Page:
Tag Archives: Arizona Diamondbacks

With Griffin guiding merger of teams, Purdue Northwest enjoys strong first season

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By STEVE KRAH

http://www.IndianaRBI.com

Two Purdue University entities became one in the Region.

Purdue Calumet and Purdue North Central came together to form Purdue Northwest.

On the baseball field, the new merger yielded a 30-18 mark for the PNW Pride.

Purdue Northwest coach Dave Griffin, who helmed the Purdue Calumet program for three seasons before the change, expected their to be a little trepidation from some of the players with new leadership. The 2017 roster, which included 25 players with Indiana hometowns and six from Illinois, was roughly split in thirds by former players from PUC and PNC and new recruits.

The transition was a smooth one.

“The kids worked hard and got along really well,” says Griffin. “It was one unit.

“The situation was great. We molded the kids together. I couldn’t ask for anything better. It was a very, very satisfying season.”

At 20-7, the Pride tied Olivet Nazarene for first in the Chicagoland Collegiate Athletic Conference South Division during the regular season.

PNW’s season ended after it went 1-2 in the CCAC tournament.

The Pride played its home games on the turf of Dowling Park, a facility owned by the City of Hammond and shared with area high schools.

Sophomore outfielder Larry Crisler (.347) was PNW’s top hitter and senior right-hander Matt Sandoval (8-2, 2.48 earned run average) the top pitcher.

Griffin, 55, and his staff, which included former PNC head coach Shane Prance plus Phil Madvek, Vinnie Tornincasa, Dave Waddell, Tom McDermott and Jeff Rutherford this spring, have been recruiting Indiana, Chicagoland and beyond while the program develops an identity.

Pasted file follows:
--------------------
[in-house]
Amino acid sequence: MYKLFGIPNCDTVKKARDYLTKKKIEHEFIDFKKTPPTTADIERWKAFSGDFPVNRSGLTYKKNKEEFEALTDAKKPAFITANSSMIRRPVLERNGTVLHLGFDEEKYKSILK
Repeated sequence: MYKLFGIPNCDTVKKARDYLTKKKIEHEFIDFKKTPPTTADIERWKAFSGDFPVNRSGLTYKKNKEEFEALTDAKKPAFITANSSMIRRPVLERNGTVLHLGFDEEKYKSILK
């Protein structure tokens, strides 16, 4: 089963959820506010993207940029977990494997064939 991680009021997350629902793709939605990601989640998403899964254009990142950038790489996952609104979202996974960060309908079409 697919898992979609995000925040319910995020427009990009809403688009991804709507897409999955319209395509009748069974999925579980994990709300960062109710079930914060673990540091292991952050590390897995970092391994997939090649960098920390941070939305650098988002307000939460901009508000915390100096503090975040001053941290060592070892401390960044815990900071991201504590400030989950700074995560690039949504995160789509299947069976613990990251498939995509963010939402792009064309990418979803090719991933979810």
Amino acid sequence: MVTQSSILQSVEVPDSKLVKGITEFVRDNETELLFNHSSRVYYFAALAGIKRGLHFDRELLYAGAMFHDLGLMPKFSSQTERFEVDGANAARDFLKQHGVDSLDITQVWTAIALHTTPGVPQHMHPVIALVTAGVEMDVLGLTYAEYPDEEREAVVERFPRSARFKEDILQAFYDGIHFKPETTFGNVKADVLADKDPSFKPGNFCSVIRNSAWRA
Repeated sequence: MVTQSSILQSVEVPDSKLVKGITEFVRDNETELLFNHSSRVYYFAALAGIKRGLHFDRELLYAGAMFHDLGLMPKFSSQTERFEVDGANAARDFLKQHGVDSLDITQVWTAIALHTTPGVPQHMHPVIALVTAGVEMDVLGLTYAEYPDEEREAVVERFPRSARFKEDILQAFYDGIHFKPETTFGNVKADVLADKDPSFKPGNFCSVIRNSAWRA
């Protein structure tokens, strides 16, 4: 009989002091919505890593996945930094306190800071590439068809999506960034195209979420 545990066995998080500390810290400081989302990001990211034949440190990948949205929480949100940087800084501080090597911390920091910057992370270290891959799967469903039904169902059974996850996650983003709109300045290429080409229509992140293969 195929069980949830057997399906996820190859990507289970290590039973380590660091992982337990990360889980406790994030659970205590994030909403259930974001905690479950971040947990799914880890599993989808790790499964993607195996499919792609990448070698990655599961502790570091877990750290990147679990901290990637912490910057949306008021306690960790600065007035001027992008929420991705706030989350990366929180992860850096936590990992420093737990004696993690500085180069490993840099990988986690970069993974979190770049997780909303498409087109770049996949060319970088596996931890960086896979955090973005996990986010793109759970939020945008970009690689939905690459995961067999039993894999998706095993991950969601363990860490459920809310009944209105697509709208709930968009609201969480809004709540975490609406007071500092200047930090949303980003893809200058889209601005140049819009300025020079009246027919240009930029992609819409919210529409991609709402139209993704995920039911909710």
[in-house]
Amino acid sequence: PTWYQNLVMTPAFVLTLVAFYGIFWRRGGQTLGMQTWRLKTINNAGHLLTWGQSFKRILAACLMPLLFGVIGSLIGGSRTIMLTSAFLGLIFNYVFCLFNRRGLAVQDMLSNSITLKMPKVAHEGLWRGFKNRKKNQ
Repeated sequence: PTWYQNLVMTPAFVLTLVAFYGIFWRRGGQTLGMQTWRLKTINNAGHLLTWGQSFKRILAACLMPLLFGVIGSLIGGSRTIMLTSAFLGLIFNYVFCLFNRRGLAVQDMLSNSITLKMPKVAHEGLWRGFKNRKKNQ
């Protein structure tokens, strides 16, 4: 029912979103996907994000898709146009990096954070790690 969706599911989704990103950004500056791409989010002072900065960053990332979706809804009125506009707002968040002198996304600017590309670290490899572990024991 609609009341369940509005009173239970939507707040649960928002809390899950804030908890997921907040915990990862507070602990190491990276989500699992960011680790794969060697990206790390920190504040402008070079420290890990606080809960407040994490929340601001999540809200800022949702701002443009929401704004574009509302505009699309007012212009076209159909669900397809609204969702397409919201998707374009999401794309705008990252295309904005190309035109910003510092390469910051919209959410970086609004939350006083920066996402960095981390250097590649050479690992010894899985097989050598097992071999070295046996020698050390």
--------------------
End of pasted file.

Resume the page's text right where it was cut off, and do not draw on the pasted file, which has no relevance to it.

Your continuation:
“People catch on pretty quick,” says Griffin. “I think we’re going in the right direction.”

Since season’s end, Griffin has been tying up loose ends and getting ready for the fall.

This summer, he will coach the Outsiders 17U team based out of Dave Griffin’s Baseball School in Griffith.

He has his views of the travel baseball world.

“I tell parents to play for a solid organization who has a good support staff,” says Griffin. “Games are just one part of the equation. There’s training and speed and agility.

“You need the right people to steer you the right way and someone who’s going to tell you the truth. Some will tell you anything as long as they’re going to make a buck. That’s sometimes where we lose focus a little bit.”

PNW players will hone their skills this summer in various collegiate circuits, including the Midwest Collegiate League, Northwoods League and Prospect League.

Griffin grew up in Dolton and Roseland, Ill., and played at the Dolton-Riverdale Babe Ruth League, where he played with Jimmy Boudreau (son of National Baseball Hall of Famer Lou Boudreau) first met baseball mentor and scout Bill Bryk.